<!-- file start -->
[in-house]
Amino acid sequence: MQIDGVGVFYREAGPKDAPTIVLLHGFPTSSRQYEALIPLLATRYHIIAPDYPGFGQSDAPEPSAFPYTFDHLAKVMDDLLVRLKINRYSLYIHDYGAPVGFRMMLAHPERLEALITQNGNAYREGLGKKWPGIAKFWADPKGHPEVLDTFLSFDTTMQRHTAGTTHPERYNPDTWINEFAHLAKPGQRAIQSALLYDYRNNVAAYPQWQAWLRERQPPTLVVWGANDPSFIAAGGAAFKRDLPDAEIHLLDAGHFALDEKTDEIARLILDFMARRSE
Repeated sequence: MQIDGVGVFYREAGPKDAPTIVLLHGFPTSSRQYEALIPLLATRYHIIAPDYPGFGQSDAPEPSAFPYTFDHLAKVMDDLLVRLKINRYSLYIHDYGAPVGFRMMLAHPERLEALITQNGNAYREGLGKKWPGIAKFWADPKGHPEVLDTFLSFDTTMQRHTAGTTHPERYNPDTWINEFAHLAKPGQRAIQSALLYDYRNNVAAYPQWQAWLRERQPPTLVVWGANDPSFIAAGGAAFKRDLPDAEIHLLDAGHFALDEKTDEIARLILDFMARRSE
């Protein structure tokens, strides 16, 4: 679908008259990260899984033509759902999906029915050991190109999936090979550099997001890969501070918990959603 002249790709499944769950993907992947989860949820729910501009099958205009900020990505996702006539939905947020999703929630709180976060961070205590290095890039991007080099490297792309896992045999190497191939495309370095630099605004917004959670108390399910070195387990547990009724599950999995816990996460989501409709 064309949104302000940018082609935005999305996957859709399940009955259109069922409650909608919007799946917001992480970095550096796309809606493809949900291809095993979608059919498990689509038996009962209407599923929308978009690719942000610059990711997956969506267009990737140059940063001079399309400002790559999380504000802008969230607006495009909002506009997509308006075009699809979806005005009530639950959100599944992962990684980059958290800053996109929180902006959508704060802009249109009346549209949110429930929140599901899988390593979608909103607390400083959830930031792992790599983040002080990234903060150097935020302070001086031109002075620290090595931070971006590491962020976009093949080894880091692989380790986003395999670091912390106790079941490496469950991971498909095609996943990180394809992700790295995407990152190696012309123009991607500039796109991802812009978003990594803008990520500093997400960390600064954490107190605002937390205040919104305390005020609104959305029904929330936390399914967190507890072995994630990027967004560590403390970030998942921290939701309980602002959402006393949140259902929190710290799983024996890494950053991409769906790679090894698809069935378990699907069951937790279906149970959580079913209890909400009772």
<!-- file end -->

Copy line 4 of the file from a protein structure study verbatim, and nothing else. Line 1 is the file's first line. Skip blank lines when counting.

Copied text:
């Protein structure tokens, strides 16, 4: 679908008259990260899984033509759902999906029915050991190109999936090979550099997001890969501070918990959603 002249790709499944769950993907992947989860949820729910501009099958205009900020990505996702006539939905947020999703929630709180976060961070205590290095890039991007080099490297792309896992045999190497191939495309370095630099605004917004959670108390399910070195387990547990009724599950999995816990996460989501409709 064309949104302000940018082609935005999305996957859709399940009955259109069922409650909608919007799946917001992480970095550096796309809606493809949900291809095993979608059919498990689509038996009962209407599923929308978009690719942000610059990711997956969506267009990737140059940063001079399309400002790559999380504000802008969230607006495009909002506009997509308006075009699809979806005005009530639950959100599944992962990684980059958290800053996109929180902006959508704060802009249109009346549209949110429930929140599901899988390593979608909103607390400083959830930031792992790599983040002080990234903060150097935020302070001086031109002075620290090595931070971006590491962020976009093949080894880091692989380790986003395999670091912390106790079941490496469950991971498909095609996943990180394809992700790295995407990152190696012309123009991607500039796109991802812009978003990594803008990520500093997400960390600064954490107190605002937390205040919104305390005020609104959305029904929330936390399914967190507890072995994630990027967004560590403390970030998942921290939701309980602002959402006393949140259902929190710290799983024996890494950053991409769906790679090894698809069935378990699907069951937790279906149970959580079913209890909400009772």